The rediscovery of a portrait by Lavinia Fontana (1552-1614) was announced this week. As announced on the Villa Ludovisi website the subject shows “Costanza Sforza of Santa Fiore (1560-1617), wife of the Duke of Sora, Giacomo Boncompagni (1548-1612). Giacomo himself was the legitimated son of Ugo Boncompagni = Pope Gregory XIII (1505-1572-1585). So at the time of her marriage in 1576—at the Apostolic Palace in the Vatican, with the whole College of Cardinals in attendance—Costanza Sforza found herself in the unusual position of daughter-in-law to a reigning Pope.” Plans for a Ballarat Biennale of Australian Art that would ‘draw in $10 million to Ballarat’s economy from an anticipated 100,000 visitors‘ were flagged last week. The proposal is headed by Julie Collins, previously curator of Lorne Sculpture Biennale, she has proposed that the ‘Biennale will be held over six weeks in September…

Wednesday Art News Round Up | May 25th 2016 | Rediscovered sculptures, more on the Arts Cuts, robots in the gallery, reflections on curating + more

mino da fiesole

A fascinating story broke last week in the Arts Newspaper about the rediscovery of 59 Italian Renaissance sculptures missing from Berlin’s collections since the Second World War. The sculptures have been identified in the Pushkin Museum in Moscow, and include works by Donatello, Luca della Robbia, Nicola and Giovanni Pisano, Andrea del Verrocchio, Francesco Laurana and Mino da Fiesole that were housed in Berlin’s Bode Museum before the war. They had been assumed destroyed (alongside other masterpieces such as Caravaggio’s Saint Matthew and the Angel) after the building they were stored in caught fire. It seems that they are not in good condition but there are plans to restore them and put them back on display. More on the Arts Cuts A great piece from Alison Croggon in The Monthly, which I missed last week, outlines how we have ended up here. ‘Let’s…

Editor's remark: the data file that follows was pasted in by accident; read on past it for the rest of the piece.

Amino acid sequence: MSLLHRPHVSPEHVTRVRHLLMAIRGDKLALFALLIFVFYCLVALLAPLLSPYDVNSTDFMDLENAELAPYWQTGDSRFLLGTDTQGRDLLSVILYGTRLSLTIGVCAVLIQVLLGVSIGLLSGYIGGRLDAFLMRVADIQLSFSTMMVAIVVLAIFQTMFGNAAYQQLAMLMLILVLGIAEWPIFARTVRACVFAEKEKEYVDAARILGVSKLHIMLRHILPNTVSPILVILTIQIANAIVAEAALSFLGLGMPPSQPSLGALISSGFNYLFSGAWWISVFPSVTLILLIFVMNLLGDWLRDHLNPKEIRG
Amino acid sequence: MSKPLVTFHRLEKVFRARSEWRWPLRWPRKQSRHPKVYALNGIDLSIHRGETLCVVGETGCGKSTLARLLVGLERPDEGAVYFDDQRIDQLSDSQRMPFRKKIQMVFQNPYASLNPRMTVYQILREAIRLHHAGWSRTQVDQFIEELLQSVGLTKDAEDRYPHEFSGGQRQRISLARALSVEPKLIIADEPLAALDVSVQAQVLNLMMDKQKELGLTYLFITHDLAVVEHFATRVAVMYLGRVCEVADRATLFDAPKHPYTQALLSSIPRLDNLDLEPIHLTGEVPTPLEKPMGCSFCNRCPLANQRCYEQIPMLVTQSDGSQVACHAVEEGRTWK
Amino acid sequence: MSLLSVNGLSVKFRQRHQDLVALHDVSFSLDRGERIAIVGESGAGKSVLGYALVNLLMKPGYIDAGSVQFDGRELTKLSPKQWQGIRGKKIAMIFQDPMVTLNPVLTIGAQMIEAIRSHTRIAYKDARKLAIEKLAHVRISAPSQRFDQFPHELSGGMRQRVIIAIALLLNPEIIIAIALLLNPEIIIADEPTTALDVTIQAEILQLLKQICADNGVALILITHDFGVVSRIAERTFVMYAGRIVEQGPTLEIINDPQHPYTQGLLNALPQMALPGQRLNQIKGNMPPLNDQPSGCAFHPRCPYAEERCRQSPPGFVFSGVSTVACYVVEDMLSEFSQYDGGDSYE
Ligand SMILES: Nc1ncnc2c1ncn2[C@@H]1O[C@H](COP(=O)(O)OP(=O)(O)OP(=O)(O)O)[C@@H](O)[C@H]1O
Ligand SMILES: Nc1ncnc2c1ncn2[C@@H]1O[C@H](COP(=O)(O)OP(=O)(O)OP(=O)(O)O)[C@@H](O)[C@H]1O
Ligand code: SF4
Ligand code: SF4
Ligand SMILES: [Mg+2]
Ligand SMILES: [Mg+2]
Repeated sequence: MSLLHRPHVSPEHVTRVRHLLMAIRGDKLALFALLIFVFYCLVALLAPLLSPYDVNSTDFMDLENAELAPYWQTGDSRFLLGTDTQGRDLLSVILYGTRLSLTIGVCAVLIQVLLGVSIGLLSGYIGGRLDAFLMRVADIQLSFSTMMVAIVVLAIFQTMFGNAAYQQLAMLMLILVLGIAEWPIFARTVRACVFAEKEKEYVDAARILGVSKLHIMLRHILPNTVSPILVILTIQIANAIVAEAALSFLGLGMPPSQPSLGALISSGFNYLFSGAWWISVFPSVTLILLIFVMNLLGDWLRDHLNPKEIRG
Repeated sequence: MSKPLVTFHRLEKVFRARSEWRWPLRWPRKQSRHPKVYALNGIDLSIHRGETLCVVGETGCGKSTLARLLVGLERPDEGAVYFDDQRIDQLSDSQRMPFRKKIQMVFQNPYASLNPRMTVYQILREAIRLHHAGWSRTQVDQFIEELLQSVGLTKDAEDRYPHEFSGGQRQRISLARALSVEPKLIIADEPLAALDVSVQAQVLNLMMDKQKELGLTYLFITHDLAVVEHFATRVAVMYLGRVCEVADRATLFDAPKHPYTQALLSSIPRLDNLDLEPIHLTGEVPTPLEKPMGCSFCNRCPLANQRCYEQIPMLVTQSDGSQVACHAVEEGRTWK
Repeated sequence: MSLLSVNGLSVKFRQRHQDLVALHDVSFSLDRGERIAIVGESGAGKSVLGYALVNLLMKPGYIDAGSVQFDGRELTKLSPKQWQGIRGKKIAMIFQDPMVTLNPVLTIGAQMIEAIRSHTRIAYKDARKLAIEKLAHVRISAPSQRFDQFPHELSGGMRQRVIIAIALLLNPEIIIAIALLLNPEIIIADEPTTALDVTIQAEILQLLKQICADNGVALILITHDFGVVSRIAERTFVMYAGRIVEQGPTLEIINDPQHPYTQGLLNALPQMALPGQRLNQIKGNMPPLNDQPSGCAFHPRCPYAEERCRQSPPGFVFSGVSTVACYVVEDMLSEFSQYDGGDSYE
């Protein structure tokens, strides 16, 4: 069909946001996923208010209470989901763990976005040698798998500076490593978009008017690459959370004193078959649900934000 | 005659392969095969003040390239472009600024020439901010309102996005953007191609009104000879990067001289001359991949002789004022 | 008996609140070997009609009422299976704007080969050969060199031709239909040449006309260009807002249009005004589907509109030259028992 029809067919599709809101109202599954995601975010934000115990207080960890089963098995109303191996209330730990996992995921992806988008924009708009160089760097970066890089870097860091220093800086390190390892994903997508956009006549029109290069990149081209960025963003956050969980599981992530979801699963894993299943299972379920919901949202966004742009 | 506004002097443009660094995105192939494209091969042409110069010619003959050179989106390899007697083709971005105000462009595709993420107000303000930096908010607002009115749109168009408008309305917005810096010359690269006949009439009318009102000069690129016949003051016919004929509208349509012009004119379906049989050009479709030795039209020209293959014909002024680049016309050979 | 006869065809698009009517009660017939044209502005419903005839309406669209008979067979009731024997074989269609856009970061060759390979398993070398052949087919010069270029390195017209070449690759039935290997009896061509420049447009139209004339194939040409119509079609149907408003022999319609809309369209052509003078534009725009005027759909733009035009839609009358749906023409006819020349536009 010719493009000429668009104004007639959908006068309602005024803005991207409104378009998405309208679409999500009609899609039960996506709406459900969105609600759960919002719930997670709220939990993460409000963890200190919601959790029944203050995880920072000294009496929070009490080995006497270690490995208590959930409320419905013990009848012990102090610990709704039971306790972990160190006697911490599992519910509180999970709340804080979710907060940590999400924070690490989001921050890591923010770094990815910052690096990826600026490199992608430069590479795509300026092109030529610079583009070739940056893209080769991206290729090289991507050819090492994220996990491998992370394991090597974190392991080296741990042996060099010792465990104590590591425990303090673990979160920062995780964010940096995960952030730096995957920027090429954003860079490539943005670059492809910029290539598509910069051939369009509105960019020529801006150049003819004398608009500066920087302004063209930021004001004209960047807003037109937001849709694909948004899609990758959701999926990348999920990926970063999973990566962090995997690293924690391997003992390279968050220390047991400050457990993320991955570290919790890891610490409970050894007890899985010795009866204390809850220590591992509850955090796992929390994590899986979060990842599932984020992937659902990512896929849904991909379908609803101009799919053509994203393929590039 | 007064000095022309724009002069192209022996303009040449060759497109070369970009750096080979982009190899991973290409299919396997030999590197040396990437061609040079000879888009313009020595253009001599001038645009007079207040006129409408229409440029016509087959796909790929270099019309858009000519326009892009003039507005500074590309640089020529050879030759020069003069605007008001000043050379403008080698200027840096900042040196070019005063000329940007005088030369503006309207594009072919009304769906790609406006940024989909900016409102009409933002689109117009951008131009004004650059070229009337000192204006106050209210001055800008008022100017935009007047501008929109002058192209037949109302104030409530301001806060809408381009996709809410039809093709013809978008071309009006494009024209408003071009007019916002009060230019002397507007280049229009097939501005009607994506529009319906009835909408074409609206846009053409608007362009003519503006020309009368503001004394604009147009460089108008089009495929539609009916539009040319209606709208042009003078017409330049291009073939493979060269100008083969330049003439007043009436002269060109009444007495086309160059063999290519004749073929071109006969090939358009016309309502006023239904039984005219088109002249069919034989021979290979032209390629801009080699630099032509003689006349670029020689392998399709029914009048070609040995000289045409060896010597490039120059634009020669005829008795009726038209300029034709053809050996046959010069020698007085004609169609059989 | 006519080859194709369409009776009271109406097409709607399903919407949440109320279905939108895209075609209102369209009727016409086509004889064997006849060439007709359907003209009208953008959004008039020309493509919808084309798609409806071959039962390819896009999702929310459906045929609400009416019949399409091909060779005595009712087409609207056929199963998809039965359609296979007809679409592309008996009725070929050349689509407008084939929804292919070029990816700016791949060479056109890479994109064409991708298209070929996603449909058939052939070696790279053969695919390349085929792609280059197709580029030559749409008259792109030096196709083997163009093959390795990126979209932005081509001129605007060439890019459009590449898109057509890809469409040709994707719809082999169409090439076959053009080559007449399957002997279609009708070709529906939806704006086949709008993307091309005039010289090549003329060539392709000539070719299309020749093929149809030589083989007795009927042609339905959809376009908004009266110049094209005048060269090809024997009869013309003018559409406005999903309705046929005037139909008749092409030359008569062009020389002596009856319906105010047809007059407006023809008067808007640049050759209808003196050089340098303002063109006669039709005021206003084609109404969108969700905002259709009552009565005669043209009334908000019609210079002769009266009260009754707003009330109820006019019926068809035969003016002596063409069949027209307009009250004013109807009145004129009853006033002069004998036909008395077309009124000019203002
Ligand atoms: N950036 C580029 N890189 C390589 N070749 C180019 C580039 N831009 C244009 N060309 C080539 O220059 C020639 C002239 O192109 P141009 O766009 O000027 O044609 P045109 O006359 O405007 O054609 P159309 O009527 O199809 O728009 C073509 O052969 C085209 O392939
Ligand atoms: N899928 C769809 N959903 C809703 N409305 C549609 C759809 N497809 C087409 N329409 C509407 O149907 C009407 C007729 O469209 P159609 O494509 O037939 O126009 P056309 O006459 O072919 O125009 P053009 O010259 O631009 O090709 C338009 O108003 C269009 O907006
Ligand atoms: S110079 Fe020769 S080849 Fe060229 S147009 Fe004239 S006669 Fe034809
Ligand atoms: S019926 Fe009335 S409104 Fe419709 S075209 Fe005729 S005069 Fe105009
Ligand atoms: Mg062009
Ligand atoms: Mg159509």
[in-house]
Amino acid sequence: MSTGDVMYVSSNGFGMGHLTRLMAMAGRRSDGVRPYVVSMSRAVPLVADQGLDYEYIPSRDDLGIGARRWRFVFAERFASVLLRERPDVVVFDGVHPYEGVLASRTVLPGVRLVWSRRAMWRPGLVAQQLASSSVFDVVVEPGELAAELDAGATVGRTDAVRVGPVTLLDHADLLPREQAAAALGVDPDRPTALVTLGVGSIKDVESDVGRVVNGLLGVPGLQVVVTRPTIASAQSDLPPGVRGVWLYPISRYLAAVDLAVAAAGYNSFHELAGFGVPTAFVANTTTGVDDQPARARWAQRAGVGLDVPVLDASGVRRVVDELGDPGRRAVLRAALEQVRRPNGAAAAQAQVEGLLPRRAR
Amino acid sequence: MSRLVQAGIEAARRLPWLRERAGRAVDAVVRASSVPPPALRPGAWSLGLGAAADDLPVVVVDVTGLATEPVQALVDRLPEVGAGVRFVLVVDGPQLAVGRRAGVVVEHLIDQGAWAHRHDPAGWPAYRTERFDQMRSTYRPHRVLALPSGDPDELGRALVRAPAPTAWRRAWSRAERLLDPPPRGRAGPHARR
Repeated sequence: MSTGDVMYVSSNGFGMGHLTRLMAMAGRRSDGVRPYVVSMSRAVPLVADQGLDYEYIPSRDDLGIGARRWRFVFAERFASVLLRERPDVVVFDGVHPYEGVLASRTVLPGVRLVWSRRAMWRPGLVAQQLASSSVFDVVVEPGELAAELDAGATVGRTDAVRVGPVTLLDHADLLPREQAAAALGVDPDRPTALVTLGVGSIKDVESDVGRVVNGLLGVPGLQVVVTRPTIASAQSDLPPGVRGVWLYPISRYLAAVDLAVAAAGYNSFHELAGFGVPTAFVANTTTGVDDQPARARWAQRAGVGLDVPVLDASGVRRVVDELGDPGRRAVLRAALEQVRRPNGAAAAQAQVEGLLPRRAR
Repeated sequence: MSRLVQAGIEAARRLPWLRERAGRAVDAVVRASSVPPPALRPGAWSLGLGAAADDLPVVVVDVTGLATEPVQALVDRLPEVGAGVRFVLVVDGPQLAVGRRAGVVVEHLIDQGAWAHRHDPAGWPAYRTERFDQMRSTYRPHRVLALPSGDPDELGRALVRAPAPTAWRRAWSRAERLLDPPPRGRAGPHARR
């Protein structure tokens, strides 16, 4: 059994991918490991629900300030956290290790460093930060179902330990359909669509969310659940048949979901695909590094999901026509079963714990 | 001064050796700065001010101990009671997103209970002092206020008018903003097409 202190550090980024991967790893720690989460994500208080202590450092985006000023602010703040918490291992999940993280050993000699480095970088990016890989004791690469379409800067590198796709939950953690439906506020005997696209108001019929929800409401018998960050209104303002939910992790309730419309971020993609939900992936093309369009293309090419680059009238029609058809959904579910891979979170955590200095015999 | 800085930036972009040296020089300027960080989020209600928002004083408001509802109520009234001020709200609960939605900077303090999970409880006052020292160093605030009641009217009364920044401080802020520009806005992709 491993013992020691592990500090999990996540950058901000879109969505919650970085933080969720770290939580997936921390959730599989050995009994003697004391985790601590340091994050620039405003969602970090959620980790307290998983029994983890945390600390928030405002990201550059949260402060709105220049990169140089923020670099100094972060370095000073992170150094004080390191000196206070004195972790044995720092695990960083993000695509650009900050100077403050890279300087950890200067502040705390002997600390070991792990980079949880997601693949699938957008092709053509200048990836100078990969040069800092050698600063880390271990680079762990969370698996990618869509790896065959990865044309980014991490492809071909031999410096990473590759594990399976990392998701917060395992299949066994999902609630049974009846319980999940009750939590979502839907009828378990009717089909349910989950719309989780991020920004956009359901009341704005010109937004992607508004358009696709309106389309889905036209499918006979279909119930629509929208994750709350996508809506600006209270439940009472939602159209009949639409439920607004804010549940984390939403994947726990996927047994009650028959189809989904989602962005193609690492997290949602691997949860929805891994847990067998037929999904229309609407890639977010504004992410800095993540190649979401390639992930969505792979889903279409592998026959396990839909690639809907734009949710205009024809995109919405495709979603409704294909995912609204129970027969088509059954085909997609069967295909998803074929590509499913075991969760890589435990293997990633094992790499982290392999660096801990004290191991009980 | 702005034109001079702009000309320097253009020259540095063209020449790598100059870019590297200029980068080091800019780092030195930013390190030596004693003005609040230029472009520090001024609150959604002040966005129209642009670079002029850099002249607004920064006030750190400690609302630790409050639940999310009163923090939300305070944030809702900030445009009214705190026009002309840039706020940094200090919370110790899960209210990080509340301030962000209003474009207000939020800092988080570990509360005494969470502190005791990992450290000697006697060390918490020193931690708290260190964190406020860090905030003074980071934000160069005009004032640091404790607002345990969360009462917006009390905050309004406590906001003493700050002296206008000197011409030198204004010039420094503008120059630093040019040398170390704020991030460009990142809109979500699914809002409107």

News | Public Art Melbourne Biennial Lab Artists announced

Last week the City of Melbourne announced the artists who will participate in the inaugural Public Art Melbourne Biennial Lab: What happens now? at Queen Victoria Market. The selected artists are: Hiromi Tango; Jessie Bullivant; Kiron Robinson; Steven Rhall; Willurai Kirkbright; Sanné Mestrom and Jamie Hall from The Mechanic’s Institute; Isobel Knowles and Van Sowerwine; Jason Maling and Martyn Coutts from Field Theory; Will Foster from A Centre for Everything and Timothy Moore from SIBLING. From the City of Melbourne: More than 150 artists from around Australia applied to take part in the Public Art Melbourne Biennial Lab: an experimental temporary art project run by the City of Melbourne which will result in major new public art installations at the Queen Victoria Market (QVM), coinciding with the Melbourne Festival in October. These artists will spend two weeks in June developing their…